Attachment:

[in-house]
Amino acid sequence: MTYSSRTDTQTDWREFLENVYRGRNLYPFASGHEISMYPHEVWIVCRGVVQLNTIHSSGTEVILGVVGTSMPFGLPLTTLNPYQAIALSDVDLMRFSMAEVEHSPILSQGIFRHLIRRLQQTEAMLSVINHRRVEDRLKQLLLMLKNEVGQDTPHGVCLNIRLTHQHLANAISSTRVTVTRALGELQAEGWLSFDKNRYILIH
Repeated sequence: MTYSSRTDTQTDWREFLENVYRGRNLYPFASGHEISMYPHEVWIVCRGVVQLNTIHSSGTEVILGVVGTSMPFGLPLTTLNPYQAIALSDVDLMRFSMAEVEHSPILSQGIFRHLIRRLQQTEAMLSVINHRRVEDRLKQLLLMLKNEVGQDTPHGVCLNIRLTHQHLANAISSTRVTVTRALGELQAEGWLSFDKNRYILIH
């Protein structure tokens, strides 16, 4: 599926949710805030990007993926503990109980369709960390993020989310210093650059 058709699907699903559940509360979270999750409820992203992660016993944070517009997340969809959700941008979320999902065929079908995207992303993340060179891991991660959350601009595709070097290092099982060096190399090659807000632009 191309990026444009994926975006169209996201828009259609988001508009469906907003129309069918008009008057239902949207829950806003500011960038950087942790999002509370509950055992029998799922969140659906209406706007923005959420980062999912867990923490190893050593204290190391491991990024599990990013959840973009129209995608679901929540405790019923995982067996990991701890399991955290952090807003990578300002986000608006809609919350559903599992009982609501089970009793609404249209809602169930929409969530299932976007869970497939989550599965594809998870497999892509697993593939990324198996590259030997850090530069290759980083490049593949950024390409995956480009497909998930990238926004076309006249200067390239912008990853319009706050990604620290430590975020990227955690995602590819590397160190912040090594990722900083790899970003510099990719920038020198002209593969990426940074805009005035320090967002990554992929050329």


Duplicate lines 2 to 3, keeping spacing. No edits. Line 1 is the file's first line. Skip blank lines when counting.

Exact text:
Amino acid sequence: MTYSSRTDTQTDWREFLENVYRGRNLYPFASGHEISMYPHEVWIVCRGVVQLNTIHSSGTEVILGVVGTSMPFGLPLTTLNPYQAIALSDVDLMRFSMAEVEHSPILSQGIFRHLIRRLQQTEAMLSVINHRRVEDRLKQLLLMLKNEVGQDTPHGVCLNIRLTHQHLANAISSTRVTVTRALGELQAEGWLSFDKNRYILIH
Repeated sequence: MTYSSRTDTQTDWREFLENVYRGRNLYPFASGHEISMYPHEVWIVCRGVVQLNTIHSSGTEVILGVVGTSMPFGLPLTTLNPYQAIALSDVDLMRFSMAEVEHSPILSQGIFRHLIRRLQQTEAMLSVINHRRVEDRLKQLLLMLKNEVGQDTPHGVCLNIRLTHQHLANAISSTRVTVTRALGELQAEGWLSFDKNRYILIH